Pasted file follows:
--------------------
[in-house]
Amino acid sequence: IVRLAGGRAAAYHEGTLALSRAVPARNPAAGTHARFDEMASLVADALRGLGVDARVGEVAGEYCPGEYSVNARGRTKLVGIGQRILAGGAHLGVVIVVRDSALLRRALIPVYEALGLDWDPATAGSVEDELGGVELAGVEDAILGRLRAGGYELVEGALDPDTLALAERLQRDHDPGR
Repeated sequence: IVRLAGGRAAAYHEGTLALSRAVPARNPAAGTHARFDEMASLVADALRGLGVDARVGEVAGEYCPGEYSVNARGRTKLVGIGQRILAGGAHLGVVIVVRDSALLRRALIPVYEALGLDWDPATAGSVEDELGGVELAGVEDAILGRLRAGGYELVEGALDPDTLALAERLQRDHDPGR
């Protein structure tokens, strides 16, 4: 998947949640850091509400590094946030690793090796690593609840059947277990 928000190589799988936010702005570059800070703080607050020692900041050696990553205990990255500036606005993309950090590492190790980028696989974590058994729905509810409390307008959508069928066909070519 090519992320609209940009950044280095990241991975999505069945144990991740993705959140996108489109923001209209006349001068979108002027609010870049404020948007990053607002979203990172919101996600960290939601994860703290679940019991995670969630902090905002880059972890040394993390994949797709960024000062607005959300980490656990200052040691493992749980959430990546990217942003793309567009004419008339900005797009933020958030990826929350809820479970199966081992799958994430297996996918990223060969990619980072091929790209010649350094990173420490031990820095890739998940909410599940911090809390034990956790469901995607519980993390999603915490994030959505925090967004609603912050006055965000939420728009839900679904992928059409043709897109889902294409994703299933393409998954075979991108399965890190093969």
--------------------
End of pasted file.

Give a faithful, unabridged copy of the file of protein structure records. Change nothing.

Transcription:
[in-house]
Amino acid sequence: IVRLAGGRAAAYHEGTLALSRAVPARNPAAGTHARFDEMASLVADALRGLGVDARVGEVAGEYCPGEYSVNARGRTKLVGIGQRILAGGAHLGVVIVVRDSALLRRALIPVYEALGLDWDPATAGSVEDELGGVELAGVEDAILGRLRAGGYELVEGALDPDTLALAERLQRDHDPGR
Repeated sequence: IVRLAGGRAAAYHEGTLALSRAVPARNPAAGTHARFDEMASLVADALRGLGVDARVGEVAGEYCPGEYSVNARGRTKLVGIGQRILAGGAHLGVVIVVRDSALLRRALIPVYEALGLDWDPATAGSVEDELGGVELAGVEDAILGRLRAGGYELVEGALDPDTLALAERLQRDHDPGR
């Protein structure tokens, strides 16, 4: 998947949640850091509400590094946030690793090796690593609840059947277990 928000190589799988936010702005570059800070703080607050020692900041050696990553205990990255500036606005993309950090590492190790980028696989974590058994729905509810409390307008959508069928066909070519 090519992320609209940009950044280095990241991975999505069945144990991740993705959140996108489109923001209209006349001068979108002027609010870049404020948007990053607002979203990172919101996600960290939601994860703290679940019991995670969630902090905002880059972890040394993390994949797709960024000062607005959300980490656990200052040691493992749980959430990546990217942003793309567009004419008339900005797009933020958030990826929350809820479970199966081992799958994430297996996918990223060969990619980072091929790209010649350094990173420490031990820095890739998940909410599940911090809390034990956790469901995607519980993390999603915490994030959505925090967004609603912050006055965000939420728009839900679904992928059409043709897109889902294409994703299933393409998954075979991108399965890190093969």